Research intelligence - What have you been missing?

Researchers now have a tool offering translations of open-access material in nine major languages. Paul Jump reports

六月 24, 2010

Another blow has been dealt to the foundations of the Tower of Babel with the addition of an automatic translation service to the World Wide Science Alliance's online search engine. The facility will allow scientists to translate open-access research - mostly carried out by government bodies on topics such as energy, medicine, agriculture and the environment - from, or into, nine major world languages. was launched in 2007 by the British Library and the US Department of Energy's Office of Scientific and Technical Information to provide a single portal - - to carry out federated searches of multiple open-access scientific databases around the world.

The alliance now encompasses about a dozen national libraries and research organisations, and the database links to 400 million pages of research in 65 countries. The search engine has expanded its users from fewer than 8,000 in January 2009 to nearly 96,000 in April 2010, while the languages employed by users have risen in number from 71 to 114.

The translation tool was rolled out at the International Council for Scientific and Technical Information's annual conference in Helsinki earlier this month.

Richard Boulderstone, director of electronic and information systems at the British Library and chairman of World Wide Science Alliance, said that although most scientific papers are published in English, governments around the world are increasingly carrying out research of their own that is not translated and would not otherwise be accessible to researchers who do not speak the country's language.

He said it was difficult to say how valuable such information might be to researchers in other countries.

"Without a translation tool, we simply do not know what we are missing out on," Mr Boulderstone said.

"Translation will break down the language barrier and enable non-English-speaking researchers to access our research and vice versa, to enable greater levels of knowledge sharing and global cooperation on future research."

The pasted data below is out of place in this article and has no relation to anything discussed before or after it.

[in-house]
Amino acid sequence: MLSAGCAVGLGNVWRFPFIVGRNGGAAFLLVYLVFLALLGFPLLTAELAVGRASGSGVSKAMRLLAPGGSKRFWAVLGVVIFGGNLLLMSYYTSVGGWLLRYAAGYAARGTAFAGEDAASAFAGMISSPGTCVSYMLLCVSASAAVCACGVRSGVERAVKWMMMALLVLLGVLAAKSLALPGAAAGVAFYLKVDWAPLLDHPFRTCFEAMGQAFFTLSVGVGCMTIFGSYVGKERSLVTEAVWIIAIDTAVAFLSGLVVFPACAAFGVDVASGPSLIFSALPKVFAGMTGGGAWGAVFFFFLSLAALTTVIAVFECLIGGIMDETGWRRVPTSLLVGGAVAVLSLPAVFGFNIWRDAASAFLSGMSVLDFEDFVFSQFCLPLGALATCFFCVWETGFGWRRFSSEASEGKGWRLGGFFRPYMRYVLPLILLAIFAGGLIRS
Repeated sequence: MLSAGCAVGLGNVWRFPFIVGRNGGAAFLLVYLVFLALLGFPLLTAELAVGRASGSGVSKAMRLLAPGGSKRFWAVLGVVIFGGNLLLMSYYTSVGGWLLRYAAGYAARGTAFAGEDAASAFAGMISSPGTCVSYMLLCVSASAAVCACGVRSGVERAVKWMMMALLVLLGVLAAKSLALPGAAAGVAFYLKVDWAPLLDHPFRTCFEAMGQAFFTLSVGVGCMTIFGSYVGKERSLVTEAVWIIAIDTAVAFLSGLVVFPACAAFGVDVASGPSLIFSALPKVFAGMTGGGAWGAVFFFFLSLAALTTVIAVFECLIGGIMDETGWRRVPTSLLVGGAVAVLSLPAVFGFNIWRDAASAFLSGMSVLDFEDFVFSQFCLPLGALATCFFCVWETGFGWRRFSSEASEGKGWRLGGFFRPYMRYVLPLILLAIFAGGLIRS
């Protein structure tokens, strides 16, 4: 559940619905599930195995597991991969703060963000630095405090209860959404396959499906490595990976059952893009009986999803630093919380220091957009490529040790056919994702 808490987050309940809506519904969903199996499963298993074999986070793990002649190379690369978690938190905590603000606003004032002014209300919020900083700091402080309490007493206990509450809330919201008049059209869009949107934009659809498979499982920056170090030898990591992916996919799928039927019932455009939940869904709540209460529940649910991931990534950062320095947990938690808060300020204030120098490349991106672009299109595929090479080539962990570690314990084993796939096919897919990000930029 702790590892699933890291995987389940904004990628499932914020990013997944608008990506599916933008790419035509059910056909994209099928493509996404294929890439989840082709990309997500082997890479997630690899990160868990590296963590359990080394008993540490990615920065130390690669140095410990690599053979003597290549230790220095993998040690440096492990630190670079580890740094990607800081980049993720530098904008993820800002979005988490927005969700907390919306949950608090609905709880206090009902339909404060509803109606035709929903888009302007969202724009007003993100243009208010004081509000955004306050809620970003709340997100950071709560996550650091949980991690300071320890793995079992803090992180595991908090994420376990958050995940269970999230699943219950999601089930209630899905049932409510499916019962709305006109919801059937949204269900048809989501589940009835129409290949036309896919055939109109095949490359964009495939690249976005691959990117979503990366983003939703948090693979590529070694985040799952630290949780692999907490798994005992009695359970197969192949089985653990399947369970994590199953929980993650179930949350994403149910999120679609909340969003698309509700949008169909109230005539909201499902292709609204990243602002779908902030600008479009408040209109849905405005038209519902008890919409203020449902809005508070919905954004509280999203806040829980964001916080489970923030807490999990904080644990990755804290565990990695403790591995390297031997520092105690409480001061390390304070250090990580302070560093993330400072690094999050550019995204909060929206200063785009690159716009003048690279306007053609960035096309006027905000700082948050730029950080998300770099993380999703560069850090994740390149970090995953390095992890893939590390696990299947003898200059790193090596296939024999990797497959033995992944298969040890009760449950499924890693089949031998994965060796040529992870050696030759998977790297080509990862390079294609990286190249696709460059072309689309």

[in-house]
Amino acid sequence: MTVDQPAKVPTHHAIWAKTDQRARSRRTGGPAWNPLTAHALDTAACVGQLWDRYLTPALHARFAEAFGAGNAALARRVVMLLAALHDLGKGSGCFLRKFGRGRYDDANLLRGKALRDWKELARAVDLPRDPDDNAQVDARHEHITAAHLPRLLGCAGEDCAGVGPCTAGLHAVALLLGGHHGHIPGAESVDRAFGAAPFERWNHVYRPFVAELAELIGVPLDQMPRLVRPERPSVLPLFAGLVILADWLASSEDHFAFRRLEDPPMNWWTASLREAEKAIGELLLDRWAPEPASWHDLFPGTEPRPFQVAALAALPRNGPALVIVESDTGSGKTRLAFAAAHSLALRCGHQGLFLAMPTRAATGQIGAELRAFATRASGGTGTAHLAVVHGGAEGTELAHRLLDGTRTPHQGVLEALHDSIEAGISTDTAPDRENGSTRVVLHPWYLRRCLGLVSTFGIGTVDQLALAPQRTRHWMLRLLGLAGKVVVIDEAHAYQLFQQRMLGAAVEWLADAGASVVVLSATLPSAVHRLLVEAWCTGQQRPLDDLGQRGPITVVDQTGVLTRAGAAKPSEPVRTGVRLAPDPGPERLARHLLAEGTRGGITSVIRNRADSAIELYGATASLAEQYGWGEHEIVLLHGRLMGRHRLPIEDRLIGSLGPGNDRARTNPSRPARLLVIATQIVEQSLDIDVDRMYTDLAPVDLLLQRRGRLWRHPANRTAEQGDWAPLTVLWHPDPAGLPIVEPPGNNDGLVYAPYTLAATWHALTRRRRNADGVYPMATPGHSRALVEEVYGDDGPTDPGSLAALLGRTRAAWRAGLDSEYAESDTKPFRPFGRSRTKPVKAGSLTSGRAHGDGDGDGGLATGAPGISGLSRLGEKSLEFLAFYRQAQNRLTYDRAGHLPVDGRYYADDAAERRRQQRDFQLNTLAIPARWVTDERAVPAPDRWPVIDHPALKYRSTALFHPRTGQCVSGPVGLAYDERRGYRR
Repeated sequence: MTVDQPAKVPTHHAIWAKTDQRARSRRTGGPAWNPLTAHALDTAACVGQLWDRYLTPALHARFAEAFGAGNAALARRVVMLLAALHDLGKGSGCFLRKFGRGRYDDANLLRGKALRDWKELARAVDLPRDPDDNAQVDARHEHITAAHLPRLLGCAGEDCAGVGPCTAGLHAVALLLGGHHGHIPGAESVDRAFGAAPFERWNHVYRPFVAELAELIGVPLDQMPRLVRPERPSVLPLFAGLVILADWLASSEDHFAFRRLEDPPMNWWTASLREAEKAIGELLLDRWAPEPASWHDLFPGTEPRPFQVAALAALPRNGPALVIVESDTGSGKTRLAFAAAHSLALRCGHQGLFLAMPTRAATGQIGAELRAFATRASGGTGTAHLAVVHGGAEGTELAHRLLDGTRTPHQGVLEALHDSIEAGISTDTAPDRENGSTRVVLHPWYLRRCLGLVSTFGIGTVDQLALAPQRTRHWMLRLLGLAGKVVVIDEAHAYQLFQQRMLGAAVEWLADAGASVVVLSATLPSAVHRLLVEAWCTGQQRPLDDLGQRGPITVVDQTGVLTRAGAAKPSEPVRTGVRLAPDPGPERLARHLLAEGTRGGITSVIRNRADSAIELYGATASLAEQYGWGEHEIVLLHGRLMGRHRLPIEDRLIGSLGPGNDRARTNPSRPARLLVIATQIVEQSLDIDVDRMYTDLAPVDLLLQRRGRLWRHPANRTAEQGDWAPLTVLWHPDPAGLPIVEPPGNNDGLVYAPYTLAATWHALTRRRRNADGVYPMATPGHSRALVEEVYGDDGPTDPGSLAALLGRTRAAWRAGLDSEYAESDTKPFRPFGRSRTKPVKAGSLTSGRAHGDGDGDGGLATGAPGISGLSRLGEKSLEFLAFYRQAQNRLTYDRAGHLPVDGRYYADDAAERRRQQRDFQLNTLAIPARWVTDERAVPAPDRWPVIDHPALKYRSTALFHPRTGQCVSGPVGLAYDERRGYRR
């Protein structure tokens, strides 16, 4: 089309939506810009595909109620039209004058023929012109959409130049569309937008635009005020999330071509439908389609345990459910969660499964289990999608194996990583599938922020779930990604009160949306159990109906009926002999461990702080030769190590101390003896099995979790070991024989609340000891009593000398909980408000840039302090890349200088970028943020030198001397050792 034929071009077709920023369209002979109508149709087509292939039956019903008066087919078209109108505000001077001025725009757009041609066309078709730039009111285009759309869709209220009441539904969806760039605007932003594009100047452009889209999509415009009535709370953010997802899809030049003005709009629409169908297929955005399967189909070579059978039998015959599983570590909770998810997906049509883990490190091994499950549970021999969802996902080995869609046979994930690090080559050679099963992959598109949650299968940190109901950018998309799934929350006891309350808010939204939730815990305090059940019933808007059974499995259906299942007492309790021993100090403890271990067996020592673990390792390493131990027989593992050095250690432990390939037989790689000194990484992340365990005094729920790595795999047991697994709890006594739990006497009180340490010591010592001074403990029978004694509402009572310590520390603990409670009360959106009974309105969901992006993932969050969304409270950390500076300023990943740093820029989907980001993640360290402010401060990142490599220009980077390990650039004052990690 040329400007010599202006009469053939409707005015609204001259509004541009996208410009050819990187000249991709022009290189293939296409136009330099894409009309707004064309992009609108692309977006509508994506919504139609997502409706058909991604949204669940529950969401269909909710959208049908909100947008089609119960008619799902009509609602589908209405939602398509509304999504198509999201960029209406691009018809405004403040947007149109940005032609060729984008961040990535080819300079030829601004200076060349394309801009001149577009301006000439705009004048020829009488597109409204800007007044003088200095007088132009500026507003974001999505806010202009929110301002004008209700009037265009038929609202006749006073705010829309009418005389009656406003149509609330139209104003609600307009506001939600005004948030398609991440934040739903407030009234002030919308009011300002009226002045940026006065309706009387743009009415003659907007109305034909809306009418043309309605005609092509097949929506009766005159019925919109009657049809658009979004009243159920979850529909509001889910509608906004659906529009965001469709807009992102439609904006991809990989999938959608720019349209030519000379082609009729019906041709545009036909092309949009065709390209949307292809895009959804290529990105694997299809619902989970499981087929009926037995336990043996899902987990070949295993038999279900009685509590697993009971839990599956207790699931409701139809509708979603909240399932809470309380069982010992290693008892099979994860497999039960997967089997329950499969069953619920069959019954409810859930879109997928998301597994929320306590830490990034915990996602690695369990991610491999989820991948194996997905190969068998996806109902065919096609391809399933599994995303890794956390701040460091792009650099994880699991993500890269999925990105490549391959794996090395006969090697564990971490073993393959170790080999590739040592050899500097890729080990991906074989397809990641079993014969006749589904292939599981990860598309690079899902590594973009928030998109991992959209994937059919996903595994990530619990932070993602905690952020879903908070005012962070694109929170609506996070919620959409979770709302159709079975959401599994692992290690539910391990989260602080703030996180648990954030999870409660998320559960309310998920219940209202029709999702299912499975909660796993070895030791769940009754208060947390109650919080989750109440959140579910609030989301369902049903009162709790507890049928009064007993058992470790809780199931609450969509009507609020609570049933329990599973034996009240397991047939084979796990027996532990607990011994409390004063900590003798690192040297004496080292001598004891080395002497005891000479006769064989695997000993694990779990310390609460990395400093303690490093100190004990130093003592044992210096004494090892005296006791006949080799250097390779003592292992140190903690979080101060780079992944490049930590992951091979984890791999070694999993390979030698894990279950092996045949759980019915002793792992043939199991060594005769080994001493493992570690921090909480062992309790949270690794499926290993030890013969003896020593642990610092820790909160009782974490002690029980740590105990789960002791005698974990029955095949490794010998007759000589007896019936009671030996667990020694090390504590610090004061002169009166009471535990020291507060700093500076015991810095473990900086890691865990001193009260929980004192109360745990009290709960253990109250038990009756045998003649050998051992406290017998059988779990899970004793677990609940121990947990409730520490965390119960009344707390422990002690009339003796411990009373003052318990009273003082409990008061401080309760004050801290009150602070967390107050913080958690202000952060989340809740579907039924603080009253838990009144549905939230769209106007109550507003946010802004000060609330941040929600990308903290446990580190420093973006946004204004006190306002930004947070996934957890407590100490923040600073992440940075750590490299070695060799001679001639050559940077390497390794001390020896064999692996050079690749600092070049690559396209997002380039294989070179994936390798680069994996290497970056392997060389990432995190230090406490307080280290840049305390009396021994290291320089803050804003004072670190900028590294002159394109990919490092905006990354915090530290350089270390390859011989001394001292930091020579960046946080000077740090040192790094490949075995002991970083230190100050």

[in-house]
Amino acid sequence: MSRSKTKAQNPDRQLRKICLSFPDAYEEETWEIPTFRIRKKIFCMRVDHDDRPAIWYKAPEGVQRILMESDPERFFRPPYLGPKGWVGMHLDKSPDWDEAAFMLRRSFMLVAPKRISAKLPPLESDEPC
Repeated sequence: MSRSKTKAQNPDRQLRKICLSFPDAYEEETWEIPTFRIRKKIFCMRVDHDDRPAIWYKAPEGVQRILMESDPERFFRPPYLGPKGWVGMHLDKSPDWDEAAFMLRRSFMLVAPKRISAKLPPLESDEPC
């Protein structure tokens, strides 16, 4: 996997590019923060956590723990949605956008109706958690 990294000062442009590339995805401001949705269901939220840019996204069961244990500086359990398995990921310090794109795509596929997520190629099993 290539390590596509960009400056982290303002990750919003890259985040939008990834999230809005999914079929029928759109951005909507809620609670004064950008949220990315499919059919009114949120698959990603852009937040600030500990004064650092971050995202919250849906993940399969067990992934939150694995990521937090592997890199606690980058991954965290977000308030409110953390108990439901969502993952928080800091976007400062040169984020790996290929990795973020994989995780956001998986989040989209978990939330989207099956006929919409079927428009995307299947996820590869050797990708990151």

He said it would also reduce the risk of research being unnecessarily duplicated, especially on important global issues such as climate change and food stocks.

"Government reports are pretty hard to find because they go up on government departments' websites, and people don't know they are there," Mr Boulderstone said. "Our site is a way of creating a search of those sites simultaneously."

The new multilingual beta site, which uses Microsoft Research's translation technology, will allow real-time searching and translation into English, Chinese, Japanese, Korean, French, German, Spanish, Portuguese and Russian.

Mr Boulderstone is hopeful that word of mouth and presentations at conferences will attract users from even more countries. He would like to add more languages to the translation tool as part of its ongoing development.

Because of its small budget, the translation project was possible only with the help of Microsoft, which donated the technology and hopes to showcase it via the site.

Language is no barrier

Mr Boulderstone admitted that automatic translation could be clumsy, but he insisted that it has improved a lot in recent years. "It is not spoken English, but you can make sense of it. We will listen to the feedback we get from users. Imperfect translation is better than having documents only in Chinese. If a document looks interesting, researchers can get it professionally translated."

Keith Jeffery, director of IT and international strategy at the Science and Technology Facilities Council, a user of, agreed that automatic translations serve a purpose. "They are a bit word-for-word rather than being grammatically perfect, but you get the sense of it. They would not be adequate for people studying literature, but as a scientist you are grateful for any translation."

He said repository search engines such as and OAIster, which also searches open-access databases, are useful complements to Google because they could find resources that are not on the World Wide Web.

"Google only scuttles over the surface of the web, but and OAIster allow you to find deposits of interesting minerals below the surface," he said.

Professor Jeffery said the translation tool is an invaluable addition to WorldWideScience because it opens up a "huge amount" of non-English material to English-speaking researchers, especially from China, South Korea, Japan and Russia.

"The rise of China makes this development incredibly important for the future," he said. "There are already more web pages in Chinese than English: it is where things are going."



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